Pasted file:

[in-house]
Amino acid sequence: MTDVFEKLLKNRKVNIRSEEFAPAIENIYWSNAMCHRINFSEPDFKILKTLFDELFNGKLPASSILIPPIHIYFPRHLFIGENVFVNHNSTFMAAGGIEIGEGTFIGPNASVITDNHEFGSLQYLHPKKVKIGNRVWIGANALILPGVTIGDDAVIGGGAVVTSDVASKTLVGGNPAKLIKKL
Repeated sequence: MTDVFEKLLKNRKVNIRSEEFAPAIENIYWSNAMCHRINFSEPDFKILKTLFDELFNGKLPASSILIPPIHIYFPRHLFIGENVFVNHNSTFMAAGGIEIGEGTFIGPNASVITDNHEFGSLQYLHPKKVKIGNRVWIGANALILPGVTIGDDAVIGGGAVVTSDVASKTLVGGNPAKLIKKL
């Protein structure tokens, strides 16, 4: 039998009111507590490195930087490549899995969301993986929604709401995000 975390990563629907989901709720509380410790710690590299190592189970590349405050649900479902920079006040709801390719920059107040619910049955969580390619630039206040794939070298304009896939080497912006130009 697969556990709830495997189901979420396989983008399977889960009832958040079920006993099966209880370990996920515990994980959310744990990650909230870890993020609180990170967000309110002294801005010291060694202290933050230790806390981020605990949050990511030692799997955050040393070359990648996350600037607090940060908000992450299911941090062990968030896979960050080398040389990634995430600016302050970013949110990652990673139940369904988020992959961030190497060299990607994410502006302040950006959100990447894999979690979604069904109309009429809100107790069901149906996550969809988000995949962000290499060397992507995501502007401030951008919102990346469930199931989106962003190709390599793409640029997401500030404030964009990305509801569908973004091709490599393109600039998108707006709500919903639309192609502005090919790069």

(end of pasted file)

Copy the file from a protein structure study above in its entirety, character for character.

[in-house]
Amino acid sequence: MTDVFEKLLKNRKVNIRSEEFAPAIENIYWSNAMCHRINFSEPDFKILKTLFDELFNGKLPASSILIPPIHIYFPRHLFIGENVFVNHNSTFMAAGGIEIGEGTFIGPNASVITDNHEFGSLQYLHPKKVKIGNRVWIGANALILPGVTIGDDAVIGGGAVVTSDVASKTLVGGNPAKLIKKL
Repeated sequence: MTDVFEKLLKNRKVNIRSEEFAPAIENIYWSNAMCHRINFSEPDFKILKTLFDELFNGKLPASSILIPPIHIYFPRHLFIGENVFVNHNSTFMAAGGIEIGEGTFIGPNASVITDNHEFGSLQYLHPKKVKIGNRVWIGANALILPGVTIGDDAVIGGGAVVTSDVASKTLVGGNPAKLIKKL
């Protein structure tokens, strides 16, 4: 039998009111507590490195930087490549899995969301993986929604709401995000 975390990563629907989901709720509380410790710690590299190592189970590349405050649900479902920079006040709801390719920059107040619910049955969580390619630039206040794939070298304009896939080497912006130009 697969556990709830495997189901979420396989983008399977889960009832958040079920006993099966209880370990996920515990994980959310744990990650909230870890993020609180990170967000309110002294801005010291060694202290933050230790806390981020605990949050990511030692799997955050040393070359990648996350600037607090940060908000992450299911941090062990968030896979960050080398040389990634995430600016302050970013949110990652990673139940369904988020992959961030190497060299990607994410502006302040950006959100990447894999979690979604069904109309009429809100107790069901149906996550969809988000995949962000290499060397992507995501502007401030951008919102990346469930199931989106962003190709390599793409640029997401500030404030964009990305509801569908973004091709490599393109600039998108707006709500919903639309192609502005090919790069």